By Hope King
From monitoring and predicting to now underwriting, the celebrity data and research firm Spotted is expanding its risk assessment business to provide end-to-end celebrity disgrace protection.
The 3-year-old Boston startup will begin selling its first disgrace insurance product in August, with payouts that begin at $10 million ー 40 times higher than comparable existing policies, the company says.
Over the last few years, amid a proliferation of mass social media use, Spotted CEO Janet Comenos says the number of these policies in the U.S. has risen as much as 2,000 percent. The #MeToo and #TimesUp movements have also helped to accelerate the demand for the insurance.
Since its founding, Spotted has been tracking and measuring the likelihood of celebrity scandals and tracks as many as 23,000 personalities in its database.
The company collects more than 400 biographical data points on each person, including family upbringing, work history, social causes and political contributions. Meanwhile, Spotted's in-house behavioral psychologists and statisticians analyze the personal metrics against research on disgraceful behaviors to predict the risk of a future controversial event.
"One of the really fascinating things in building this product out is that we can see two individuals both exhibit very bad behavior, but for one of them it can be a career-ending incident and for the other they can recover in a matter of days," Comenos said of some of the research findings.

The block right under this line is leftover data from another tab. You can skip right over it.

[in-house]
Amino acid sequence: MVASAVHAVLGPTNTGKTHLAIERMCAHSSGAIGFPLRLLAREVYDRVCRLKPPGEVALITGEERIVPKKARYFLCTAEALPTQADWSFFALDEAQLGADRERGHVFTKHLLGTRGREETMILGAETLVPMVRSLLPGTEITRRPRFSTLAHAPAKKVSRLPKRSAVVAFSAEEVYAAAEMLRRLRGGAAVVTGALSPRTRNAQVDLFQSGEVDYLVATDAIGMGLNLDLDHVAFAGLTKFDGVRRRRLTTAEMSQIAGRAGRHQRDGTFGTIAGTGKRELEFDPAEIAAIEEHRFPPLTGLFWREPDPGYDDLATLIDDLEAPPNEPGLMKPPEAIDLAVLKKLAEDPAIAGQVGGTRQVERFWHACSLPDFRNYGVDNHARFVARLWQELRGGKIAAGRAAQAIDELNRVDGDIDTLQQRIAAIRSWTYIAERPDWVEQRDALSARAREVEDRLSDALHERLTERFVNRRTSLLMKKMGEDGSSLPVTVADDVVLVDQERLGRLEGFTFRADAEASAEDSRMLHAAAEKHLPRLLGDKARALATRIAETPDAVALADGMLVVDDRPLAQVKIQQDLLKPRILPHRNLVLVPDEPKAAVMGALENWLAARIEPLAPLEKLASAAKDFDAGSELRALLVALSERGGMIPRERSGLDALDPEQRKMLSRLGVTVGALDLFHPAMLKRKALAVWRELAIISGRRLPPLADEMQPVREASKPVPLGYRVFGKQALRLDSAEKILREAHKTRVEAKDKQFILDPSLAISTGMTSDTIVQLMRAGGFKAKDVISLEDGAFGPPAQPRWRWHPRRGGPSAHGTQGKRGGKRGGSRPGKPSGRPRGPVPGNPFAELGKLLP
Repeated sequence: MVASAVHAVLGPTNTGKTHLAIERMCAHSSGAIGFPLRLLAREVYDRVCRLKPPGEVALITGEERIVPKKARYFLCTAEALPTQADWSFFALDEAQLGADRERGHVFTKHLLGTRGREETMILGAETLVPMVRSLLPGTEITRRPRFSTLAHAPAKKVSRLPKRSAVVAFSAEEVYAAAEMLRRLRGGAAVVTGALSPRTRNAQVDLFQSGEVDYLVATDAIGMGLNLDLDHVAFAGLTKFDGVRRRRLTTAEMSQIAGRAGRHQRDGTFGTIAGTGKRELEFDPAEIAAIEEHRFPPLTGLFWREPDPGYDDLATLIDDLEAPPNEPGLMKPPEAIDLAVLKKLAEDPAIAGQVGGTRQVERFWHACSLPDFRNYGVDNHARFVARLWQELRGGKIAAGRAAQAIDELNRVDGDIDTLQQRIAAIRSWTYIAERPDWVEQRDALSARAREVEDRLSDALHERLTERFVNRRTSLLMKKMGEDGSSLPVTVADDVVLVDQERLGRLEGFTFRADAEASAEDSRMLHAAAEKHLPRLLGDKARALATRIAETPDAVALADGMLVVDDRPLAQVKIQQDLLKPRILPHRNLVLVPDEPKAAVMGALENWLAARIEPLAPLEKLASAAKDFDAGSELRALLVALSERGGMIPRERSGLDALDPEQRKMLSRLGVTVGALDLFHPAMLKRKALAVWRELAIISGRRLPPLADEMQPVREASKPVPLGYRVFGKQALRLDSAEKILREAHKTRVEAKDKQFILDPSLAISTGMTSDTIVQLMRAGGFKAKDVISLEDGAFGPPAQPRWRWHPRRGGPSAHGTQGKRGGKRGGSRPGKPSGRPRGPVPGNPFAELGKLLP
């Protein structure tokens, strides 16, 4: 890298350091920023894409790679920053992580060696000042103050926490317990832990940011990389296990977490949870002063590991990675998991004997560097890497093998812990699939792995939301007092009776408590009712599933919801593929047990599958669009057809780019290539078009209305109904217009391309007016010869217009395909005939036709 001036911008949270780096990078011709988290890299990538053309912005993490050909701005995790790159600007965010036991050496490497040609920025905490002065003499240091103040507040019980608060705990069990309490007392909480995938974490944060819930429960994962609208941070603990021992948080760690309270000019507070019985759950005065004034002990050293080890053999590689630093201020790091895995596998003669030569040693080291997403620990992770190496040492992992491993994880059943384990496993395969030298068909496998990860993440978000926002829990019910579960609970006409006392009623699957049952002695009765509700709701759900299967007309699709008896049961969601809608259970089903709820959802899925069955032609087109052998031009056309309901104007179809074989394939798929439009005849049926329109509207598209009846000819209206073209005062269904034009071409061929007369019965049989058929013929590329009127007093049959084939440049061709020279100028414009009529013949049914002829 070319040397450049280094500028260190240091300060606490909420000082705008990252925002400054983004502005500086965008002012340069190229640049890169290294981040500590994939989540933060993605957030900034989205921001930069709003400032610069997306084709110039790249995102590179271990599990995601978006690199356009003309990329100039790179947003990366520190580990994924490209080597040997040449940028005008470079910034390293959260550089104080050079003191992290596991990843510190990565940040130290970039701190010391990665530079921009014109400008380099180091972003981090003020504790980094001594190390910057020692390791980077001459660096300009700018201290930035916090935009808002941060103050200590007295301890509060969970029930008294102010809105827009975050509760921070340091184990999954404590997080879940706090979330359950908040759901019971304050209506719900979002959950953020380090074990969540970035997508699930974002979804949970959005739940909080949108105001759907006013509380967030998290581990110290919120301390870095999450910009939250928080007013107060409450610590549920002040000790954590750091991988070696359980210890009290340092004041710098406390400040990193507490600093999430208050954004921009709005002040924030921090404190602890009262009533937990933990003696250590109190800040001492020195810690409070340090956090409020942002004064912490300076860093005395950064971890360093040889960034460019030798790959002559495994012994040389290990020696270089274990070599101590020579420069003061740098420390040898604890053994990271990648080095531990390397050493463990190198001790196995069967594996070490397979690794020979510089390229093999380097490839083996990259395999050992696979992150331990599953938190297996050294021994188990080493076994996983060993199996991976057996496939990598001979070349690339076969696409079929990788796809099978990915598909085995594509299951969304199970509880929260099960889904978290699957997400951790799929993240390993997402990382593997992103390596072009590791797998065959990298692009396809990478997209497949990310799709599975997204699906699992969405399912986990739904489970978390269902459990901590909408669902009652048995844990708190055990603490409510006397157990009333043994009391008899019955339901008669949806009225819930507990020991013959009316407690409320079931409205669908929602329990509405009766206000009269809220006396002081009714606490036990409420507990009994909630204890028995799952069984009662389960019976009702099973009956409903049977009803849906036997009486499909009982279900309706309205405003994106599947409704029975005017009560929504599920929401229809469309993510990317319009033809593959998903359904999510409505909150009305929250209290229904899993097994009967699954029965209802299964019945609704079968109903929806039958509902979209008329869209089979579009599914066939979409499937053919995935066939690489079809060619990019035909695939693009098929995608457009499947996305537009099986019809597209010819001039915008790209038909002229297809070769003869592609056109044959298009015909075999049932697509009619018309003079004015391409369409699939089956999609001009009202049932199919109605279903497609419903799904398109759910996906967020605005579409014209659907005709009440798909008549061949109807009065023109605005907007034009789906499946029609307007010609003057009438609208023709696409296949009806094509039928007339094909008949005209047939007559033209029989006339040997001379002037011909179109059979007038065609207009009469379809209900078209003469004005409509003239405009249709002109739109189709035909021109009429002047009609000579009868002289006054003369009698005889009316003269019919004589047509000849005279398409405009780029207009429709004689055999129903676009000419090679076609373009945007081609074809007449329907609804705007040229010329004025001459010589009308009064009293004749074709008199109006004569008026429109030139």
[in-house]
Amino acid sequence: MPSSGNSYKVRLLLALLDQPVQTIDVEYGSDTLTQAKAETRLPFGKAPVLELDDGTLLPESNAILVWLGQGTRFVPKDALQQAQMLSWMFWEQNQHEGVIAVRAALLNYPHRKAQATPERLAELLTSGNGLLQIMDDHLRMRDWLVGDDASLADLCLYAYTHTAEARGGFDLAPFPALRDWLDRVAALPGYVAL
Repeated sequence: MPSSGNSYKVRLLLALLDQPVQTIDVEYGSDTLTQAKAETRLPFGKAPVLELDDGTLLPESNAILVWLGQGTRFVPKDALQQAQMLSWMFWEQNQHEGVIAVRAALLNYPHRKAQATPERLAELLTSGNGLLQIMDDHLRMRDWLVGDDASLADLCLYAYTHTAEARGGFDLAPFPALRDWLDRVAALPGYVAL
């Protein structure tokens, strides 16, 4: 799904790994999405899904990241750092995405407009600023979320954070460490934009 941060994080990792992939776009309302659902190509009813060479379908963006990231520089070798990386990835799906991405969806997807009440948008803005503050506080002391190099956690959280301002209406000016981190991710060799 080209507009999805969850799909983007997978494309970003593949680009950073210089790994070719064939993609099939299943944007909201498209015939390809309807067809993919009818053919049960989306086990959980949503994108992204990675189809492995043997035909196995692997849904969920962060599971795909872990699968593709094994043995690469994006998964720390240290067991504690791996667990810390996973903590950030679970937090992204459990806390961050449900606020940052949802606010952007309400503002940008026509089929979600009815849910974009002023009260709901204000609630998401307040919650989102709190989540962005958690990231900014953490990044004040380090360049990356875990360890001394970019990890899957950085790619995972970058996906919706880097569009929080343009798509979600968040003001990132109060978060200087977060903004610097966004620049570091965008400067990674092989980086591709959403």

Companies ranging from Hollywood studios to consumer brands take out disgrace insurance to protect themselves in case a star gets in hot water. Spotted's data help pair celebrities with brands, and provide risk indexes for insurance companies to create these policies and claims.
"We've actually seen more than 50 percent of the Fortune 1000 revamp their sexual harassment policies in the wake of the #MeToo and Harvey Weinstein scandal, and it's just becoming an imperative to protect yourself," the CEO said.
Seeing the opportunity, Comenos and her team have spent the past 15 months on the company's own insurance product.
"We didn't want to give up a significant portion of the economics to a large partner," Comenos said of the realization to expand and pivot the company. "We wanted to build the product."
While Spotted is the underwriter and owns the underwriting data, the company will continue to partner with Lloyds of London, the oldest insurance company in the world, which pays for the loss.
Spotted has raised $11.5 million in funding since 2016.